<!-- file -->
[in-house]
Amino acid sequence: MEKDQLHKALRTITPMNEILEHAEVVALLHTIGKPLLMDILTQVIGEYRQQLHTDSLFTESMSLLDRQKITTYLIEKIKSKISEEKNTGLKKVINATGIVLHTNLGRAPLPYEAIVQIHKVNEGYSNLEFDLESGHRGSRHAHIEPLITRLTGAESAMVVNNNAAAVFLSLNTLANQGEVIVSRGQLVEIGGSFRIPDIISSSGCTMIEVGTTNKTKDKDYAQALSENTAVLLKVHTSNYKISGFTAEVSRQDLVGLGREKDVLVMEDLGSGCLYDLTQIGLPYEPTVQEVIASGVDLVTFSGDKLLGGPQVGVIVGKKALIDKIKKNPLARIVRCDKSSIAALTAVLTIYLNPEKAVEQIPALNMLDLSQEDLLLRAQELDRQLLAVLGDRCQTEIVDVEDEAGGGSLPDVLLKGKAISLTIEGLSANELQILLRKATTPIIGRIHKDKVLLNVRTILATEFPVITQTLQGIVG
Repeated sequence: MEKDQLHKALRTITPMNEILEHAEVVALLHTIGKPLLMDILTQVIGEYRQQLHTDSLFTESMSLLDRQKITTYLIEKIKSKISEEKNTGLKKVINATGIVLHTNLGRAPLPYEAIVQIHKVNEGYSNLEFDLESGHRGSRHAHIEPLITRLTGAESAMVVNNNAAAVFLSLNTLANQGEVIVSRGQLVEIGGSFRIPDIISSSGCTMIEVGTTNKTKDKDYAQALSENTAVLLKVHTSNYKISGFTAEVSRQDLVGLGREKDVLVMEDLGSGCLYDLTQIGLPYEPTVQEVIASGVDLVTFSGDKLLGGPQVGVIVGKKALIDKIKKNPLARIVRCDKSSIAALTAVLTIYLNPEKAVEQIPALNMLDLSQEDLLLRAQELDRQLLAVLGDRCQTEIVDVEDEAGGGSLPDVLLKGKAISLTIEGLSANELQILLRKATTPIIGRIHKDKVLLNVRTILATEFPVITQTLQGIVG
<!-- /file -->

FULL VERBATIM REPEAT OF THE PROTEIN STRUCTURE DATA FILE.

[in-house]
Amino acid sequence: MEKDQLHKALRTITPMNEILEHAEVVALLHTIGKPLLMDILTQVIGEYRQQLHTDSLFTESMSLLDRQKITTYLIEKIKSKISEEKNTGLKKVINATGIVLHTNLGRAPLPYEAIVQIHKVNEGYSNLEFDLESGHRGSRHAHIEPLITRLTGAESAMVVNNNAAAVFLSLNTLANQGEVIVSRGQLVEIGGSFRIPDIISSSGCTMIEVGTTNKTKDKDYAQALSENTAVLLKVHTSNYKISGFTAEVSRQDLVGLGREKDVLVMEDLGSGCLYDLTQIGLPYEPTVQEVIASGVDLVTFSGDKLLGGPQVGVIVGKKALIDKIKKNPLARIVRCDKSSIAALTAVLTIYLNPEKAVEQIPALNMLDLSQEDLLLRAQELDRQLLAVLGDRCQTEIVDVEDEAGGGSLPDVLLKGKAISLTIEGLSANELQILLRKATTPIIGRIHKDKVLLNVRTILATEFPVITQTLQGIVG
Repeated sequence: MEKDQLHKALRTITPMNEILEHAEVVALLHTIGKPLLMDILTQVIGEYRQQLHTDSLFTESMSLLDRQKITTYLIEKIKSKISEEKNTGLKKVINATGIVLHTNLGRAPLPYEAIVQIHKVNEGYSNLEFDLESGHRGSRHAHIEPLITRLTGAESAMVVNNNAAAVFLSLNTLANQGEVIVSRGQLVEIGGSFRIPDIISSSGCTMIEVGTTNKTKDKDYAQALSENTAVLLKVHTSNYKISGFTAEVSRQDLVGLGREKDVLVMEDLGSGCLYDLTQIGLPYEPTVQEVIASGVDLVTFSGDKLLGGPQVGVIVGKKALIDKIKKNPLARIVRCDKSSIAALTAVLTIYLNPEKAVEQIPALNMLDLSQEDLLLRAQELDRQLLAVLGDRCQTEIVDVEDEAGGGSLPDVLLKGKAISLTIEGLSANELQILLRKATTPIIGRIHKDKVLLNVRTILATEFPVITQTLQGIVG